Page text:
exchange says: “He confesses his
guilt” A drummer may own up to
gilt but to brass—never.—Boston Tran
—A news item says the male mem
bers of a Pennsylvania family are “ be
witched.” The next door neighbor evi
dently has several pretty daughters.
It often happens that way. —Norristown
—A retired vocal st, who had ac
quired a large fortune by marriage, was
asked to sing in company. “Allow
me,” said he, “to imitate the night
ingale, which does not sing alter it has
made its nest
—A little fellow, going to church for
the first time, where the pews were
very high, was asked, on coming out.
what he did in church, when he replied:
“ I went into a cupboard, and took a
seat on the shelf.”
—When things get dull in Oregon
some one build-* a bonfire on the crest
of Mount Hood, and the telegraph re
ports that the supposed extinct volcano
shows signs of breaking out with re
newed fury.—Detro t Free Press
—A gentleman boasted that the pa
pers in his v llage pa so much atten
tion to soc etv matters “that a lead ng
c ti/en can not go home sober late at
night without having the fact published,
as an interesting fact.”--A'. Y. Journal.
—A Berks County (Pa.) young wom
an threw a pair of scissors at a man
who was teasing her. As one of the
points penetrated his eye he couldn’t
see the joke, although she claimed it
was sheer nonsense.—N. Y. Commer
cial Advertiser.
—The maiden point of view—Mamma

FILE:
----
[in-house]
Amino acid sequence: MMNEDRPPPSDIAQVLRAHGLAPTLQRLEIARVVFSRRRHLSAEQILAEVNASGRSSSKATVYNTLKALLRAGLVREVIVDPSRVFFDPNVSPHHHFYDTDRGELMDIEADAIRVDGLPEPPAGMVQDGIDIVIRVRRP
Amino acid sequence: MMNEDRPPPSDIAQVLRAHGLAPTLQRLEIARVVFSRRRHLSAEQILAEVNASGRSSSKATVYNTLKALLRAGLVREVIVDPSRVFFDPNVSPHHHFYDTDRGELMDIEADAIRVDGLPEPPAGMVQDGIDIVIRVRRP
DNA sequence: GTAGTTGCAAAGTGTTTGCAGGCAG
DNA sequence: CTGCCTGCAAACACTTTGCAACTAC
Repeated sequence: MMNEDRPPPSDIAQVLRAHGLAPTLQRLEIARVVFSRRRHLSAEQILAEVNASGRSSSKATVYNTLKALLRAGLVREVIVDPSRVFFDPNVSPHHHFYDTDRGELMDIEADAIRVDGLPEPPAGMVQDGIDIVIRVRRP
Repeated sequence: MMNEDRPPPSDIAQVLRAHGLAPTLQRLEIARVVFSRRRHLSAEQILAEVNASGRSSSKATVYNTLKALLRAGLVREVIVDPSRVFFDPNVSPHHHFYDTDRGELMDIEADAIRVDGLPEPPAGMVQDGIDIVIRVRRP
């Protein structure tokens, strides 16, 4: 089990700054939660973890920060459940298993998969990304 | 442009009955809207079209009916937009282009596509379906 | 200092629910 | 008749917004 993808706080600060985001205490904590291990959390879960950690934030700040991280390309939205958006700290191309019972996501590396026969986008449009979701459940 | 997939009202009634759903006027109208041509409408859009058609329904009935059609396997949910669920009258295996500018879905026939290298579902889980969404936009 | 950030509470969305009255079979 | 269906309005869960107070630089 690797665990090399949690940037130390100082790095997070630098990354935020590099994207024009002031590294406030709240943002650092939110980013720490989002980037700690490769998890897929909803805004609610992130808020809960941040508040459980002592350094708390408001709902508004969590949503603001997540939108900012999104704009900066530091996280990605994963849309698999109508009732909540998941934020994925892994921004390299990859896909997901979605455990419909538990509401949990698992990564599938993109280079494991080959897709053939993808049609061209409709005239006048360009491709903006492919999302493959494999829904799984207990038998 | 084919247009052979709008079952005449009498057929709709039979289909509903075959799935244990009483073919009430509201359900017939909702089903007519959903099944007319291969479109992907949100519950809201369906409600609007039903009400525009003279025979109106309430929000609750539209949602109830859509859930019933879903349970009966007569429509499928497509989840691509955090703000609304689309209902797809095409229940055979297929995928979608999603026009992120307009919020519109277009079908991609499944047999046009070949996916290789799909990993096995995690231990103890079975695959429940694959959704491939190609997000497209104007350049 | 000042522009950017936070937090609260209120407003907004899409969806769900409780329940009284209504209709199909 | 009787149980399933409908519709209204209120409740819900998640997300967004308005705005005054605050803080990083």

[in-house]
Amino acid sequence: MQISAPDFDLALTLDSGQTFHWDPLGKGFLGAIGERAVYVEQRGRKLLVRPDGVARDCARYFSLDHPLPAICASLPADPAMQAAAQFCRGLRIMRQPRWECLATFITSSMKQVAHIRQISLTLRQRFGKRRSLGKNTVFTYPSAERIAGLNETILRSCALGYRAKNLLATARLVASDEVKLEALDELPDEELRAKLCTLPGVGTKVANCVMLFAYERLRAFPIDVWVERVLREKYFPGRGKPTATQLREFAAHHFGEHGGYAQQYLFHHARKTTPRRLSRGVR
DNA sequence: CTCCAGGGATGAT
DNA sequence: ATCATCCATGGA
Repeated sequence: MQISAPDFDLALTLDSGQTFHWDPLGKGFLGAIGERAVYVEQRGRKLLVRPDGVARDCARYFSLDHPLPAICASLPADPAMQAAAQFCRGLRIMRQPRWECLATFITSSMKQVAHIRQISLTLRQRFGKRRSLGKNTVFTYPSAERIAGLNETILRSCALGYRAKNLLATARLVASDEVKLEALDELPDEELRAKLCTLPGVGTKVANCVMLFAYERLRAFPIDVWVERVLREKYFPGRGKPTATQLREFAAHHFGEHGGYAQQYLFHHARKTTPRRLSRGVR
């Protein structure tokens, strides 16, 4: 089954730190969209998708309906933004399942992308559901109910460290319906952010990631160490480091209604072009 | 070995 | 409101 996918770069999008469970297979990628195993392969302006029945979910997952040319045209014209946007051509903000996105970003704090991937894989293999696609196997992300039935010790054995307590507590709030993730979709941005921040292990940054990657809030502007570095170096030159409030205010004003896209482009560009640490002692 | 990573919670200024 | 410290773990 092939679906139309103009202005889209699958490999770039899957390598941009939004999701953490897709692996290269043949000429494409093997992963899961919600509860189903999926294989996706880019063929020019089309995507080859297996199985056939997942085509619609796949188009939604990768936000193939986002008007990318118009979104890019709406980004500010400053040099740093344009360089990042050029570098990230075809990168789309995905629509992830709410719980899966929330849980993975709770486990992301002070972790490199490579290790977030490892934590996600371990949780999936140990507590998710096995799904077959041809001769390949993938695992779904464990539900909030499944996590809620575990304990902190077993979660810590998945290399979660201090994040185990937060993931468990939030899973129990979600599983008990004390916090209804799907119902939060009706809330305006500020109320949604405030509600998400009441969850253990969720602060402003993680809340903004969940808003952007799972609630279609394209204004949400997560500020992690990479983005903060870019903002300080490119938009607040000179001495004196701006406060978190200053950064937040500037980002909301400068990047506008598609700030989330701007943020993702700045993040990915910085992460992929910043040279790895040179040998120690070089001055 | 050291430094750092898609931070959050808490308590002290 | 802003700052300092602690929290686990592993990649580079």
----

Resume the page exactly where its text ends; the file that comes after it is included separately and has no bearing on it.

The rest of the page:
(to Maud, who has been with her broth
er to the play, and is full of it): “But
there is no love in the piece then?”
Maud: “love’ Oh dear, no, mamma.
How could there be? The principal
characters were husband and wife, you
—The Arkansaw Traveller tells of a
lady who knows that her husband never
shakes dice for the drinks, and that he
is strictly sober, was awakened the oth
er night hr her husband, who in his
sleep exclaimed: “Three trays to beat
Horse on mo. ” “What do you mean ?*’
asked the wife, shaking him. “What
does who mean?” “You.” ') hat
about?” "Why, you cried out: ‘Horse
on me.’ ” “That's all right I merely
had a nightmare.”
>o Complaints from the Boarders.
A Detroit milkman some time sinoe
secured a customer whom he soon d s
covered meant to pay in promises, but
he realised that if he quit serving her
he stood no chance of collecting the
debt already contracted. He therefore
planned to oblige her to dismiss him.
and began by adding one-fourth water
to the milk. No fault being found he
put in fifty per cent of water. Three
days passed witho t complaint, and the